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The removal of a tenant from possession of premises in which he or she resides or has a property interest done by a landlord either by reentry upon the premises or through a court action.
Eviction may be in the form of a physical removal of a person from the premises or a disturbance of the tenant's enjoyment of the premises by disrupting the services and amenities that contribute to the habitability of the premises, such as by cutting off all utilities services to an apartment. The latter method is known as constructive eviction. An action of Ejectment is a legal process by which a landlord or owner of land may seek the eviction of his or her tenant.
n. a generic word for the act of expelling (kicking out) someone from real property either by legal action (suit for unlawful detainer), a claim of superior (actual) title to the property, or actions which prevent the tenant from continuing in possession (constructive eviction). Most frequently eviction consists of ousting a tenant who has breached the terms of a lease or rental agreement by not paying rent, or a tenant who has stayed (held over) after the term of the lease has expired or only had a month-to-month tenancy. (See: unlawful detainer, constructive eviction, lease, adverse possession)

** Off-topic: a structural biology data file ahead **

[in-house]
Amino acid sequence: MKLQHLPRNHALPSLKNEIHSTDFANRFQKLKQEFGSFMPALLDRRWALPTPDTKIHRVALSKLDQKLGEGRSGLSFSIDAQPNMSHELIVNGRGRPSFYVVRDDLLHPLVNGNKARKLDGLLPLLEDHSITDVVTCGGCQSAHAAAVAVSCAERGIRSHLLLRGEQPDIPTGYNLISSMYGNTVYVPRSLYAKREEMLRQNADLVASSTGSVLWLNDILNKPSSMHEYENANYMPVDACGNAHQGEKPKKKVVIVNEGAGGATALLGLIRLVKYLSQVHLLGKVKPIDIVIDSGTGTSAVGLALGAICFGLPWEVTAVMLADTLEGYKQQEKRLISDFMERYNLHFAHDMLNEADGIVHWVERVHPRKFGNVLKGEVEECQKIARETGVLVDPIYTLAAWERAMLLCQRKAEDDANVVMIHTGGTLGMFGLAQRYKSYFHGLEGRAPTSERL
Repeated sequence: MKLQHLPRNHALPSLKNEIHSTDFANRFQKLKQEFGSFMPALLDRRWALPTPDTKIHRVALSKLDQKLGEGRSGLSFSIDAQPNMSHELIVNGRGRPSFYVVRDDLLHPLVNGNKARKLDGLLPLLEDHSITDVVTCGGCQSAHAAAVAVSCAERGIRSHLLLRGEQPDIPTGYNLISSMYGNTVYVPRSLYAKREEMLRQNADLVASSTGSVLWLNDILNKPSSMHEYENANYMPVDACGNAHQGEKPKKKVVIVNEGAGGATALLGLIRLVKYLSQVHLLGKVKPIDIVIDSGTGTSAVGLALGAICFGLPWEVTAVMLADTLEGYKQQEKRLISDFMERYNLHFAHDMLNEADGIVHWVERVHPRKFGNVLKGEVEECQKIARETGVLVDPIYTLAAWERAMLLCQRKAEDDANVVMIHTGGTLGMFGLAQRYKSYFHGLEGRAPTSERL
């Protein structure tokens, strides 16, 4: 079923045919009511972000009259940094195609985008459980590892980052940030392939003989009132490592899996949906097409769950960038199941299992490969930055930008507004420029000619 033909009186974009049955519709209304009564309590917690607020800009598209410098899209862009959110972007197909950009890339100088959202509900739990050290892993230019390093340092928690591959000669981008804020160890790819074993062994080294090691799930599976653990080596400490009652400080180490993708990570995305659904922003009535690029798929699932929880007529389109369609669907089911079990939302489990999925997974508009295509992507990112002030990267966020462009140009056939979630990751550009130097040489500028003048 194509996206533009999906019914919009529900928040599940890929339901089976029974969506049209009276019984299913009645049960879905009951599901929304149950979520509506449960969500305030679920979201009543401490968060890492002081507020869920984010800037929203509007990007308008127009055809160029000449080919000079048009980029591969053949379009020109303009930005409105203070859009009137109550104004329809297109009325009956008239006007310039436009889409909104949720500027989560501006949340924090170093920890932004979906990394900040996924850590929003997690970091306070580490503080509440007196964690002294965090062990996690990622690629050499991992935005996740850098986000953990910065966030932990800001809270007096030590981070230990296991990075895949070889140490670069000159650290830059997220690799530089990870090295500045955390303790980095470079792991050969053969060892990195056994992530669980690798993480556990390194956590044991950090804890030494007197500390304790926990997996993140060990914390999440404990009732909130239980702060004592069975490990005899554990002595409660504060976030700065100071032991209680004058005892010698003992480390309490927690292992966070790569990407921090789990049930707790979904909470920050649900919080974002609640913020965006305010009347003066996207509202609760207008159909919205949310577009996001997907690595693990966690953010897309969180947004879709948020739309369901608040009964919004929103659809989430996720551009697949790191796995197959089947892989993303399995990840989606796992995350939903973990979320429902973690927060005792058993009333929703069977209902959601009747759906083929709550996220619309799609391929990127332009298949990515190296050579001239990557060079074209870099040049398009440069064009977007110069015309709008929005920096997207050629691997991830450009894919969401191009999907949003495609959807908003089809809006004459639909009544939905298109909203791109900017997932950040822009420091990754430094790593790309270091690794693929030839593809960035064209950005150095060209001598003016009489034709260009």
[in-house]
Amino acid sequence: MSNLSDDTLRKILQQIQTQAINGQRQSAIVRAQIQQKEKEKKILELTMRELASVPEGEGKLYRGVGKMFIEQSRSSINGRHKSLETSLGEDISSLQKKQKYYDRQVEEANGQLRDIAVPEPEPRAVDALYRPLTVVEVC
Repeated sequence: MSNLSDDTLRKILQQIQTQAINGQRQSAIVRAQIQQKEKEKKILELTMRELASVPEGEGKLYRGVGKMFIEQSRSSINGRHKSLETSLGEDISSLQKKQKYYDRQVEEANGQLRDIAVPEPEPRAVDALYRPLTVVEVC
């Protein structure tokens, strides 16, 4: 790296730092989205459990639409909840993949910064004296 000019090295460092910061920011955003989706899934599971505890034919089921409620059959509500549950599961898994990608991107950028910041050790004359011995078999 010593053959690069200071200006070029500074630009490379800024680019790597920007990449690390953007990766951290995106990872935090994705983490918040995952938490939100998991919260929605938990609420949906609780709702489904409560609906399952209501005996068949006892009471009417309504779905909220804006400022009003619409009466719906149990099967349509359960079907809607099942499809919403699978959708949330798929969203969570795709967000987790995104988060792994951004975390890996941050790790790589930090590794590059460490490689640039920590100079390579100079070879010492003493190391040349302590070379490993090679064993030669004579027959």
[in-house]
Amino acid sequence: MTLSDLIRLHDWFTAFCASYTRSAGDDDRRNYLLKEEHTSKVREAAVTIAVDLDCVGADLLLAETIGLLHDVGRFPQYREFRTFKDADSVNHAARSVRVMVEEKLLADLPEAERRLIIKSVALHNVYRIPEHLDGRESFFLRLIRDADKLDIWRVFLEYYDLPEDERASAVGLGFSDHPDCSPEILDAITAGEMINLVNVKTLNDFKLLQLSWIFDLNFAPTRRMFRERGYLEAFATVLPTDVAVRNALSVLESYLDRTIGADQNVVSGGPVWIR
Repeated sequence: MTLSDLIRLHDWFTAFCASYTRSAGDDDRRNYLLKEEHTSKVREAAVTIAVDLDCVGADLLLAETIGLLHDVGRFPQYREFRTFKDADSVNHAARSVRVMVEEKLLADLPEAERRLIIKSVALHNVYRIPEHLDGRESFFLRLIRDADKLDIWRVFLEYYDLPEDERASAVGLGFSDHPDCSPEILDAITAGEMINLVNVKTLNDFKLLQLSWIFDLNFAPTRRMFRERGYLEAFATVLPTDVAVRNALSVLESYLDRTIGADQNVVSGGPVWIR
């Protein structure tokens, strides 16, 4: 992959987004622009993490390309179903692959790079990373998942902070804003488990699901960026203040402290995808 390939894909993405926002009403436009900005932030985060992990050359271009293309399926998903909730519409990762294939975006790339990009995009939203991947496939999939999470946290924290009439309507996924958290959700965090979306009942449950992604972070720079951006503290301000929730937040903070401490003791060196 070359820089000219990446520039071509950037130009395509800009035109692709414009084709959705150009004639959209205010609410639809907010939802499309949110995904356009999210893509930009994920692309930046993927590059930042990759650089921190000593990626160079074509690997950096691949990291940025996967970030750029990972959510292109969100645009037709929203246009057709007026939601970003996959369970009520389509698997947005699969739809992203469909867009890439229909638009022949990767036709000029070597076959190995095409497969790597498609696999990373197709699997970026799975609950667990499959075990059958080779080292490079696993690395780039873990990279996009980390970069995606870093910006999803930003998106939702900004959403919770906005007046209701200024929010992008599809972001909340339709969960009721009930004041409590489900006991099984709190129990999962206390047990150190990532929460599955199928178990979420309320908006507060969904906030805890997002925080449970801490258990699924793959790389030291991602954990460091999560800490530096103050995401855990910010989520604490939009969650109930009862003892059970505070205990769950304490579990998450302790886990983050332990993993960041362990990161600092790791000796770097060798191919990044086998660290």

evictionthe recovery of land.
EVICTION. The loss or deprivation which the possessor of a thing suffers,
either in whole or in part, of his right of property in such a thing, in
consequence of the right of a third person established before a competent
tribunal. 10 Rep. 128; 4 Kent, Com. 475-7; 3 Id. 464-5.
2. The eviction may be total or partial. It is total, when the possessor is wholly deprived of his rights in the whole thing; partial, when he is deprived of only a portion of the thing; as, if he had fifty acres of land, and a third person recovers by a better title twenty-five; or, of some right in relation to the thing. as, if a stranger should claim and establish a right to some easement over the same. When the grantee suffers a total eviction, and he has a covenant of seisin, he recovers from the seller, the consideration money, with interest and costs, and no more. The grantor has no concern with the future rise or fall of the property, nor with the improvements made by the purchaser. This seems to be the general rule in the United States. 3 Caines' R. 111; 4 John. R. 1; 13 Johns. R. 50; 4 Dall. R. 441; Cooke's Term. R. 447; 1 Harr. & Munf. 202; 5 Munf. R. 415; 4 Halst. R. 139; 2 Bibb, R. 272. In Massachusetts, the measure of damages on a covenant of warranty, is the value of the land at the time of eviction. 3 Mass. R. 523; 4 Mass. R. 108. See, as to other states, 1 Bay, R. 19, 265; 3 Des. Eq. R. 245; 2 Const. R. 584; 2 McCord's R. 413; 3 Call's R. 326.
3. When the eviction is only partial the damages to be recovered under the covenant of seisin, are a rateable part of the original price, and they are to bear the same ratio to the whole consideration, that the value of land to which the title has failed, bears to the value of the whole tract. The contract is not rescinded, so as to entitle the vendee to the whole consideration money, but only to the amount of the relative value of the part lost. 5 Johns. R. 49; 12 Johns. R. 126; Civ. Code of Lo. 2490; 4 Kent's Com. 462. Vide 6 Bac. Ab. 44; 1 Saund. R. 204: note 2, and 322 a, note 2; 1 Bouv. Inst. n. 656.